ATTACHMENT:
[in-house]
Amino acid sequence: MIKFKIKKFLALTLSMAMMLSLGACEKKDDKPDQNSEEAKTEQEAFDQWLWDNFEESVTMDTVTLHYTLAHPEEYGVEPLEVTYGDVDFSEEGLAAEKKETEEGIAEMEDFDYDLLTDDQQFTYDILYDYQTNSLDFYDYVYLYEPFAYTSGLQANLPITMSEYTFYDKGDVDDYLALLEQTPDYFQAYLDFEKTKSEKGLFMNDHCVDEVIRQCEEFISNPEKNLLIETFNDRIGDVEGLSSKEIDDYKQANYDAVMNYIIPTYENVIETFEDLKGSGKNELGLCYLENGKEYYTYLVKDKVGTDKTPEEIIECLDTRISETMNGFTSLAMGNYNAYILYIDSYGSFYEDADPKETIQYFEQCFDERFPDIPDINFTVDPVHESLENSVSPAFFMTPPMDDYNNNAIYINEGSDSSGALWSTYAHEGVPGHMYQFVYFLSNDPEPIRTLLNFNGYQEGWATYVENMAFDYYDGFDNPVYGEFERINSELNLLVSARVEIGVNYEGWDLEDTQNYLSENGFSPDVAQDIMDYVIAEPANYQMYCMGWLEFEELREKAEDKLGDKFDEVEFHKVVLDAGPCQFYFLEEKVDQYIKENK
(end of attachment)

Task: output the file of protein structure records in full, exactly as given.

[in-house]
Amino acid sequence: MIKFKIKKFLALTLSMAMMLSLGACEKKDDKPDQNSEEAKTEQEAFDQWLWDNFEESVTMDTVTLHYTLAHPEEYGVEPLEVTYGDVDFSEEGLAAEKKETEEGIAEMEDFDYDLLTDDQQFTYDILYDYQTNSLDFYDYVYLYEPFAYTSGLQANLPITMSEYTFYDKGDVDDYLALLEQTPDYFQAYLDFEKTKSEKGLFMNDHCVDEVIRQCEEFISNPEKNLLIETFNDRIGDVEGLSSKEIDDYKQANYDAVMNYIIPTYENVIETFEDLKGSGKNELGLCYLENGKEYYTYLVKDKVGTDKTPEEIIECLDTRISETMNGFTSLAMGNYNAYILYIDSYGSFYEDADPKETIQYFEQCFDERFPDIPDINFTVDPVHESLENSVSPAFFMTPPMDDYNNNAIYINEGSDSSGALWSTYAHEGVPGHMYQFVYFLSNDPEPIRTLLNFNGYQEGWATYVENMAFDYYDGFDNPVYGEFERINSELNLLVSARVEIGVNYEGWDLEDTQNYLSENGFSPDVAQDIMDYVIAEPANYQMYCMGWLEFEELREKAEDKLGDKFDEVEFHKVVLDAGPCQFYFLEEKVDQYIKENK